Weeks after a gunman broadcast live footage of his attack on a New Zealand mosque on Facebook, the social media giant says it’s banning all content praising, supporting and representing white nationalism and white separatism.
The policy change has been applauded by politicians and civil rights groups. Some, however, have questioned why it took Facebook so long to take this step.
Facebook has long restricted expressions of white supremacy on its platform but content related to white nationalism and white separatism had been allowed because “we were thinking about broader concepts of nationalism and separatism — things like American pride and Basque separatism, which are an important part of people’s identity,” the company explained in a Wednesday statement.
Facebook said, however, that its thinking on this issue had fundamentally shifted following three months of conversations with civil society groups and experts on race relations. This dialogue, the company said, had “confirmed that white nationalism and white separatism cannot be meaningfully separated from white supremacy and organized hate groups.” As such, they “have no place on our services,” Facebook said.
The company added that any Facebook user searching for terms associated with white supremacy will now be directed to Life After Hate, a Chicago-based organization founded by former extremists that provides support to people who leave hate groups.
It’s unclear how effective the policy change will be. People expressing white nationalist views often don’t use explicit language, Becca Lews, affiliate researcher at Data & Society, told Wired. It can be difficult for AI to detect hate speech like implied white nationalism, too.
Facebook said it was “deeply committed” to combatting hate on its platform and said it would continue to work to “improve our technologies, evolve our policies and work with experts who can bolster our own efforts” in this area.
Speaking at a news conference on Thursday, New Zealand Prime Minister Jacinda Ardern said she was “pleased” by Facebook’s policy change, though she suggested more needed to be done.
“I’m pleased to see that they are including it, and that they have taken that step, but I still think that there is a conversation to be had with the international community about whether or not enough has been done,” she told reporters at a news conference, according to Reuters.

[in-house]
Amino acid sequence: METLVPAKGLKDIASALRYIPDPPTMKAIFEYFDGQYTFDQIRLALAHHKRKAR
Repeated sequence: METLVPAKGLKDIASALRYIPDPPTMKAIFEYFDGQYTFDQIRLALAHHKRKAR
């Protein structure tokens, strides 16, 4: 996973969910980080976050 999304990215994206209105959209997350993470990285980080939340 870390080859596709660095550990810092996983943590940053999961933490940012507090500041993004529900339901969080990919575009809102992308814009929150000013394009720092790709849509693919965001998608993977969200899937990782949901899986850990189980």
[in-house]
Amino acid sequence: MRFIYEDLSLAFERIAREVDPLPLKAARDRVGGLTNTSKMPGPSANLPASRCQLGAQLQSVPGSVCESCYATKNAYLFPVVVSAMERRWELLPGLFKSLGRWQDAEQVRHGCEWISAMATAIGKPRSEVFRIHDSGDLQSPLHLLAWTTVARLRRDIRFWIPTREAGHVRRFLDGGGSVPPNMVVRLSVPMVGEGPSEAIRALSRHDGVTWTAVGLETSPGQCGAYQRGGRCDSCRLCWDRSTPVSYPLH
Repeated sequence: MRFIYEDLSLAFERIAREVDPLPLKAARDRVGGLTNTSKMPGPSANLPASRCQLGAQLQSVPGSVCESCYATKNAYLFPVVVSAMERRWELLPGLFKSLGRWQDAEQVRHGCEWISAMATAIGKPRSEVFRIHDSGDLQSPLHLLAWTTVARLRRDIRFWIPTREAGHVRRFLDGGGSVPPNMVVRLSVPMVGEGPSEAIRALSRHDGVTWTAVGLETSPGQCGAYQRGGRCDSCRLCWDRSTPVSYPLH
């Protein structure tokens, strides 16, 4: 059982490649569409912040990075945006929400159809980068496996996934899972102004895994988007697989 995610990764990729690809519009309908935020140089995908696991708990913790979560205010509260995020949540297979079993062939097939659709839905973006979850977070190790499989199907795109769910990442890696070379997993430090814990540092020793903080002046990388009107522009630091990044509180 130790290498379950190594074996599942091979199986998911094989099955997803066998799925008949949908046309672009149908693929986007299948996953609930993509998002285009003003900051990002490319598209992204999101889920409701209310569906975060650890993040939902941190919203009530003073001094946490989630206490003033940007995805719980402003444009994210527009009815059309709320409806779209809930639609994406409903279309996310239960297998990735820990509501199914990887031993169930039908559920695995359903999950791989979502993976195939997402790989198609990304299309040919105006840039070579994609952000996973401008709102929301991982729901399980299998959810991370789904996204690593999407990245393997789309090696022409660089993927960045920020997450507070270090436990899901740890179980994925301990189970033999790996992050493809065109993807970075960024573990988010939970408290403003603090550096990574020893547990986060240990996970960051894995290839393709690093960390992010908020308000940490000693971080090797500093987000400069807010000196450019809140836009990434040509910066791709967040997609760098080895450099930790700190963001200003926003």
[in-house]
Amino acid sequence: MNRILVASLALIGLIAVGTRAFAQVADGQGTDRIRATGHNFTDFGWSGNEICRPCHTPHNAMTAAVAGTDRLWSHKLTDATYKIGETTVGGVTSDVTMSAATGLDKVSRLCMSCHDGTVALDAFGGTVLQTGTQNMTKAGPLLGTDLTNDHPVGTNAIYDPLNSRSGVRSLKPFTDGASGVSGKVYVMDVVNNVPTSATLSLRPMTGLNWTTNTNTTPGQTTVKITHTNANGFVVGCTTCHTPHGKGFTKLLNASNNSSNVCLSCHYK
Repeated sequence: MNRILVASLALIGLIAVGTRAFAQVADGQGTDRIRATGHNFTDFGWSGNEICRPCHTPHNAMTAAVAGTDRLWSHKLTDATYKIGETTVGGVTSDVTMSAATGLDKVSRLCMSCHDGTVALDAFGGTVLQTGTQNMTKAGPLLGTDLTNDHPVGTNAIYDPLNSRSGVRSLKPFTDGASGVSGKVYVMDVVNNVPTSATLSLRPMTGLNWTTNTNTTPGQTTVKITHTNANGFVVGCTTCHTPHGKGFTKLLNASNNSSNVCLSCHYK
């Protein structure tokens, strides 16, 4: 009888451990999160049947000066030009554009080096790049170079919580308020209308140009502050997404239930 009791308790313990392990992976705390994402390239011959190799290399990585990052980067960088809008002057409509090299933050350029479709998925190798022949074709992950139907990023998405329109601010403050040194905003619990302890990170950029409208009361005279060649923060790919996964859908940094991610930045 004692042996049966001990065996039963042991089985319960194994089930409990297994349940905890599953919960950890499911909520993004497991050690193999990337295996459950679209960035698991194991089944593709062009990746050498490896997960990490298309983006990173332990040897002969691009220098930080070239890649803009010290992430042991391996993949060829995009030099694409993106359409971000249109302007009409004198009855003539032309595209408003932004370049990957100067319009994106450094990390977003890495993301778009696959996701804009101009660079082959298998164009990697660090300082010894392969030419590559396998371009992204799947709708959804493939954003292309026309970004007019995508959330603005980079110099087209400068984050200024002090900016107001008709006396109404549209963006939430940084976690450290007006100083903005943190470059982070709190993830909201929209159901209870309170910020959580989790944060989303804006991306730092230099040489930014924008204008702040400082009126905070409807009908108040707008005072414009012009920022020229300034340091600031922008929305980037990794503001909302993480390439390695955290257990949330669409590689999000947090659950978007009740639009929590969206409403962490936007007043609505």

Rep. Bennie Thompson (D-Miss.), chairman of the U.S. House Committee on Homeland Security, said he was also heartened by Facebook’s announcement, though he criticized the company for not acting soon enough.
“This should have happened long ago. For too long, Facebook has allowed hate speech ― and the violence that it can inspire ― to propagate on its platform,” he told Reuters. “Since billions use its service, we must demand more from them.”
Kristen Clarke, president of the National Lawyers’ Committee for Civil Rights Under Law, celebrated Facebook’s policy shift as an “important victory” against hate. The legal advocacy group had spent months lobbying Facebook on this issue.
“Today’s action by Facebook is an important victory in our fight against the rise in hateful activity and violent white supremacy that often are incited online,” Clarke said on Wednesday.
The American Civil Liberties Union struck a more cautious note, however.
Vera Eidelman, staff attorney with the ACLU’s Speech, Privacy and Technology Project, told NPR that while Facebook is “well within its rights” to choose to remove “repugnant” white supremacist, nationalist and separatist content from its platform, people should be careful when encouraging private companies to silence speech.
“In its attempts to police the speech of over 2 billion people, Facebook runs the risk of censoring those that attack white nationalism, too,” Eidelman said. “Further, every time Facebook makes the choice to remove content, a single company is exercising an unchecked power to silence individuals and remove them from what has become an indispensable platform.”
“For the same reason that the Constitution prevents the government from exercising such power, we should be wary of encouraging its exercise by corporations that are answerable to their private shareholders rather than the broader public interest,” she added.